There is no better place to appraise Queenstown than from your perch aboard one of the gondolas of the Skyline Queenstown (tel. 03/441-0101; www.skyline.co.nz), which takes you up to Bob’s Peak. The view is well worth the effort. You can stay for lunch or dinner at the buffet restaurant or cafe. The gondola operates daily from 9am until the restaurant closes around midnight. The round-trip fare is NZ$25 for adults, NZ$14 for children ages 5 to 14, and NZ$64 for a family. The complex includes a very good souvenir shop and a nearly 1km (1/2-mile) luge for the brave-hearted. From the top of the gondola you can then take a free chairlift another 100m (330 ft.) higher for even better views, and then walk the short distance down to the complex to enjoy the 30-minute Maori cultural performance by Kiwi Haka. The combo ticket for both the gondola and the performance costs NZ$59 for adults, NZ$32 for children, and NZ$148 for a family. Haka performances run daily at 5:15pm, 6pm, 7:15pm and 8pm. Numerous other combos include restaurant meals and luge rides, for a variety of prices.
The Kiwi & Birdlife Park, Brecon Street (tel. 03/442-8059; www.kiwibird.co.nz), is in tranquil 3-hectare (8-acre) surroundings near the base of the gondola. Allow 30 to 40 minutes to see the bird life and reptiles close at hand. Along with daily conservation shows (11am and 3pm), they have several rare birds that can’t be seen anywhere else. Daily kiwi feeding sessions are at 10am, noon, 1:30, and 4:30pm. You can also watch Maori dance performances at 11am and 3pm at the early Maori hunting village within the park. Admission (including shows) is NZ$38 for adults and NZ$19 for children 5 to 15. The park is open 9am to 6pm in summer (until 5pm in winter).
Goldfields Mining Centre, in Kawarau Gorge (tel. 03/445-1038; www.goldfieldsmining.co.nz), is open daily from 9am to 5pm. The gold fields of this region were among the richest in the world in the early 19th century, and Goldfields is the official gold-mining demonstration site. It’s a 40-minute drive through the Kawarau Gorge on the way to Cromwell, so if you’re on your way to Wanaka or Dunedin, stop in. You have to walk over a narrow but stable bridge that crosses high above the river; and if you’ve got a fear of heights like me, you might shake in your boots a bit. But if I can do it, so can you. A self-guided tour costs NZ$20 for adults and NZ$8 for children 5 to 15 and includes gold-panning.
If you have an interest in the arts, take the self-drive Wakatipu Arts Trail, which takes you through the pretty back roads between Queenstown and Arrowtown, visiting eight well-known artists and craftspeople. Pick up the brochure from the visitor center and allow at least a morning to appreciate fine watercolors, oils, wood art, and jewelry.
If you’re not in the mood for paid adventures, there is always plenty to see by wandering around the compact center of Queenstown itself. You can sit on the little beach and have a picnic; on Saturdays you can visit the Queenstown Art & Craft Market at Earnslaw Park, which runs near Steamer Wharf from 9am to 4:30pm; and you can explore the Steamer Wharf complex itself. Designed by a local architect, Michael Wyatt, Steamer Wharf is home to restaurants, cafes, and TSS Earnslaw, one of the last remaining coal-fired passenger-carrying vessels operating in the Southern Hemisphere. It’s always fun to take a seat on the wharf and watch the Earnslaw and other boats coming and going.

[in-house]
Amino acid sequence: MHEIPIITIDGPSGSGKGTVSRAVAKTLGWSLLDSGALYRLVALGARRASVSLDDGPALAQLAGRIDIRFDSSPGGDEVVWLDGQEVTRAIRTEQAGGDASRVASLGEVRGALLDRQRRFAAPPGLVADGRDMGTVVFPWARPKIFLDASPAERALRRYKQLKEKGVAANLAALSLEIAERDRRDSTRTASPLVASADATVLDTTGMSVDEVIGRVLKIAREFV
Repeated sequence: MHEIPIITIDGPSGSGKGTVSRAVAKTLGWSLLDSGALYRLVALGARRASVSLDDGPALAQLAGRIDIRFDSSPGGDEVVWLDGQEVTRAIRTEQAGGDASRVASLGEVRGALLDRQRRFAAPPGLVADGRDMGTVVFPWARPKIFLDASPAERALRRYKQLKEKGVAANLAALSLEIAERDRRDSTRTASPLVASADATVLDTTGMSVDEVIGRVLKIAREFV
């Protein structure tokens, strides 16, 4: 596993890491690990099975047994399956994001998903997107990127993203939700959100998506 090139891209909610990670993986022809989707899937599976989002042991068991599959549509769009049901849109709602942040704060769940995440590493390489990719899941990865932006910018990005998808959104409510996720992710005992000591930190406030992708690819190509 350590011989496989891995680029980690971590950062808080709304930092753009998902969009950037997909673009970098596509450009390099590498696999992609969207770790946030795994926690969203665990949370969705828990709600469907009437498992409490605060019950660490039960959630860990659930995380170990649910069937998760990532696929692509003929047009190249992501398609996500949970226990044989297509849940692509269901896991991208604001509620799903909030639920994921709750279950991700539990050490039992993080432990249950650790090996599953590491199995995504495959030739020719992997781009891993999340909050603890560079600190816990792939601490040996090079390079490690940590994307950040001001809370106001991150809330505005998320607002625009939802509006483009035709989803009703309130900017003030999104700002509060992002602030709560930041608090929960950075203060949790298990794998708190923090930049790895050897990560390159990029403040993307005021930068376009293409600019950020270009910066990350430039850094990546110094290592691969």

In Nearby Arrowtown
For an enjoyable outing and a less hectic pace, drive out to the once-thriving gold-mining town of Arrowtown. It sprang up on the banks of the Arrow River when gold was discovered here in 1862. Many of the quaint original buildings remain, along with stunning avenues of trees planted in 1867. In autumn, the whole town glows with colorful foliage. To get a better understanding of the town’s history, go to the Lakes District Museum, 49 Buckingham St. (tel. 03/442-1824; www.museumqueenstown.com). Admission is NZ$7 for adults, NZ$1 for children ages 5 to 14, and NZ$14 per family; it’s open daily from 8:30am to 5pm.
Although there is no longer a Chinese community in Arrowtown, you can take a stroll in the restored Chinese Camp, on Bush Creek at the northern end of town. The camp was once occupied by the Chinese gold-mining community in the late 19th century. Look out for Ah Lum’s General Store and the tiny dwellings tucked under rocky outcrops.
Other places to explore include the Royal Oak Hotel, 47 Buckingham St. (tel. 03/442-1700), one of the oldest licensed hotels in Central Otago, where you can still enjoy a drink and a hearty round of pub food; the Old Gaol, on Cardigan Street; and St. John’s Presbyterian Church, which dates back to 1873, at Durham and Berkshire streets. Overall, Arrowtown is very pretty, but in peak tourist season it’s about as "touristy" as touristy gets. It’s much better in autumn when the crowds have dissipated and the leaves are falling. If you have time on your hands, catch a movie at Dorothy Brown’s Boutique Cinema, 144 Buckingham St. (tel. 03/442-1964; www.dorothybrowns.com), which is a fabulous little den of art-house movies with a bar, bookstore, and lounge. It’s open 11am to 11pm; reservations are recommended.
Note: This information was accurate when it was published, but can change without notice. Please be sure to confirm all rates and details directly with the companies in question before planning your trip.